Le Penseur (The Thinker) is a bronze sculpture by Auguste Rodin, usually placed on a stone pedestal. The work shows a nude male figure of over life-size sitting on a rock with his chin resting on one hand as though deep in thought, and is often used as an image to represent philosophy.
Oginally named Le Poète (The Poet), The Thinker was initially a figure in a large commission, begun in 1880, for a doorway surround called The Gates of Hell. Rodin based this on The Divine Comedy of Dante, and most of the many figures in the work represented the main characters in the epic poem. Some critics believe The Thinker, at the centre of the composition over the doorway and at about 70 cm high larger than most other figures, was originally intended to depict Dante Alighieri at the gates of Hell, pondering his great poem. However, there are questionable aspects to this interpretation, including that the figure is naked, Dante is fully clothed throughout his poem, and that the figure, as used, in no way corresponds to Dante’s effete figure. The sculpture is nude, as Rodin wanted a heroic figure in the tradition of Michelangelo, to represent intellect as well as poetry.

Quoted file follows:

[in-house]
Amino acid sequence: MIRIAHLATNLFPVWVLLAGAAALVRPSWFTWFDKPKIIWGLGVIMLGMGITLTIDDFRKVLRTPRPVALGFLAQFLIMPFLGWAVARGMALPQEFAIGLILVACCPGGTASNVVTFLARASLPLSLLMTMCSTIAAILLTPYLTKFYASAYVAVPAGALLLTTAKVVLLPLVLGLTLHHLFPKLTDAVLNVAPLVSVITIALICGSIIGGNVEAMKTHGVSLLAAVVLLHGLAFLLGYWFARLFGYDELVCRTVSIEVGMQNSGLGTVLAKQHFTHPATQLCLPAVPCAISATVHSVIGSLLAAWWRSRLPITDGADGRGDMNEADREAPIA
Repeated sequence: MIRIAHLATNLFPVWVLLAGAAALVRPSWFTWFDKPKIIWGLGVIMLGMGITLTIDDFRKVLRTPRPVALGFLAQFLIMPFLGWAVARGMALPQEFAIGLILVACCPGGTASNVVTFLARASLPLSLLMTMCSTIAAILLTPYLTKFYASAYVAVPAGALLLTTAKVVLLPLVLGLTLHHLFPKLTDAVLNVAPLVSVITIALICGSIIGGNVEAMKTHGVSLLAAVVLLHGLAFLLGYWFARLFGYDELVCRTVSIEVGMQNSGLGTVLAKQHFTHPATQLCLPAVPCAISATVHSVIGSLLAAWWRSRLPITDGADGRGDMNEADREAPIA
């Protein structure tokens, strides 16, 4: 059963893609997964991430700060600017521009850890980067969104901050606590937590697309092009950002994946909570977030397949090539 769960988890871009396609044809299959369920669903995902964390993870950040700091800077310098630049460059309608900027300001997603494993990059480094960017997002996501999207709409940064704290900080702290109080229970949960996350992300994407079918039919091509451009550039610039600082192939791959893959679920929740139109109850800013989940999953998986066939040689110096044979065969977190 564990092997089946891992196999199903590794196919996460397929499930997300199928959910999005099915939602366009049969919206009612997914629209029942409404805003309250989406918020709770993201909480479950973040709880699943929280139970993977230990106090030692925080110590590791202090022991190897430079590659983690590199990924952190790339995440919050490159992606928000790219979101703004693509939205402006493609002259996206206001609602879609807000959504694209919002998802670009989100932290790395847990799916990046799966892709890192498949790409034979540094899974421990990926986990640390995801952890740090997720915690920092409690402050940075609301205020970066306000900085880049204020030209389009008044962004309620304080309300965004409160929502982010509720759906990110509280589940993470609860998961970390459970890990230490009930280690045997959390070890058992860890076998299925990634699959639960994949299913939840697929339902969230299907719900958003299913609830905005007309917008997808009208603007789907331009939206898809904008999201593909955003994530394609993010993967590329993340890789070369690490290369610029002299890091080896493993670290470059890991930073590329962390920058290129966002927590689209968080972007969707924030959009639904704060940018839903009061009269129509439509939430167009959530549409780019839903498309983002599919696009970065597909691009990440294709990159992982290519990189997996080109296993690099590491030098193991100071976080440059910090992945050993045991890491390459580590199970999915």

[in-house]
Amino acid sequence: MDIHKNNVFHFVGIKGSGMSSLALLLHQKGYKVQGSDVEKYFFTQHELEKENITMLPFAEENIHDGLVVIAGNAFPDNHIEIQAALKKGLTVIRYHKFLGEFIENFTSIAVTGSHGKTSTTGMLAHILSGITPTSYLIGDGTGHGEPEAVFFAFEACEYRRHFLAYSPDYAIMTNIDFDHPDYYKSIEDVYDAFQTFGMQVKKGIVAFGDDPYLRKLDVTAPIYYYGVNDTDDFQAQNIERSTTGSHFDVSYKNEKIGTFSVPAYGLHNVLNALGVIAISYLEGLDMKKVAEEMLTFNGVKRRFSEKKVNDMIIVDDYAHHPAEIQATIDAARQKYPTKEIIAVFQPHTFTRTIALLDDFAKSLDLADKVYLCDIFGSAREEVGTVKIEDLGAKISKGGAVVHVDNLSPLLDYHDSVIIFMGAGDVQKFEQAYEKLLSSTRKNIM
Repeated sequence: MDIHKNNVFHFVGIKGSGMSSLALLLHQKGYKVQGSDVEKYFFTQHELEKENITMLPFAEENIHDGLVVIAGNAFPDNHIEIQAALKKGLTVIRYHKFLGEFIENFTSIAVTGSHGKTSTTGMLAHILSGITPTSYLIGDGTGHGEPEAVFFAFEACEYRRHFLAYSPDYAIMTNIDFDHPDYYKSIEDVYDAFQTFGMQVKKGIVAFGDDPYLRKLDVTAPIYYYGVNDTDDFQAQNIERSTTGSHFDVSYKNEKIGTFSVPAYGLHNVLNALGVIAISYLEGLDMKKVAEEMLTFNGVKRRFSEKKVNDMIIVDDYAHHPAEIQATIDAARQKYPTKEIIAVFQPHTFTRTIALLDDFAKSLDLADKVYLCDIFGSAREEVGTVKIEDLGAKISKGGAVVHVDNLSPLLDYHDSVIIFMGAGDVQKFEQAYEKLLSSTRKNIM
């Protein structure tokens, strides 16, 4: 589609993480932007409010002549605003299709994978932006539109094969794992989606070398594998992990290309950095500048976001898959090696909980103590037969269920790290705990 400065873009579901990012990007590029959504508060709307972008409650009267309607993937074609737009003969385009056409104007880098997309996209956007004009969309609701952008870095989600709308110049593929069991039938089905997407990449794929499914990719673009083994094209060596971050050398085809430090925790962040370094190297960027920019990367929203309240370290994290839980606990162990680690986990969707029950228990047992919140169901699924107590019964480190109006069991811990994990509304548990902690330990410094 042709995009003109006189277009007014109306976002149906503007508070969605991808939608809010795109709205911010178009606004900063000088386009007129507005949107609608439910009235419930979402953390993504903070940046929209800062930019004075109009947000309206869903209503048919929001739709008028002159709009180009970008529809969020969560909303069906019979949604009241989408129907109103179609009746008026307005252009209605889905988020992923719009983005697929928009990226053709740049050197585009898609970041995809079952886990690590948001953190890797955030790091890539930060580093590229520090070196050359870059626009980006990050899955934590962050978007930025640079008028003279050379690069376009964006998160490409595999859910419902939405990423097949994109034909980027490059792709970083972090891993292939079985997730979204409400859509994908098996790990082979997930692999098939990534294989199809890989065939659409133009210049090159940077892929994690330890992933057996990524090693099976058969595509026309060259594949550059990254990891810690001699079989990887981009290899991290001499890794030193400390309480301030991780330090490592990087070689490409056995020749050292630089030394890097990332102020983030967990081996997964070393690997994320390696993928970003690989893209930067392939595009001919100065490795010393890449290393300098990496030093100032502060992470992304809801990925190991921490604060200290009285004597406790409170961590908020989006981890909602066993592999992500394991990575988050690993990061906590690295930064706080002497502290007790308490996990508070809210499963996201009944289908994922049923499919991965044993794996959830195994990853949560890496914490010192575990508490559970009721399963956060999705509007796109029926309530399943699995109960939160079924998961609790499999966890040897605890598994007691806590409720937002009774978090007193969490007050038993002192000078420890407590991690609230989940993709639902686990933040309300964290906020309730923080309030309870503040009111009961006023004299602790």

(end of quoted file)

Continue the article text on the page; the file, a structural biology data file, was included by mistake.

This detail from The Gates of Hell was first named The Thinker by foundry workers, who noted its similarity to Michelangelo’s statue of Lorenzo de Medici called Il Pensieroso (The Thinker). Rodin decided to treat the figure as an independent work, at a larger size. The figure was designed to be seen from below, and is normally displayed on a fairly high plinth, though the heights chosen by the various owners for these vary considerably.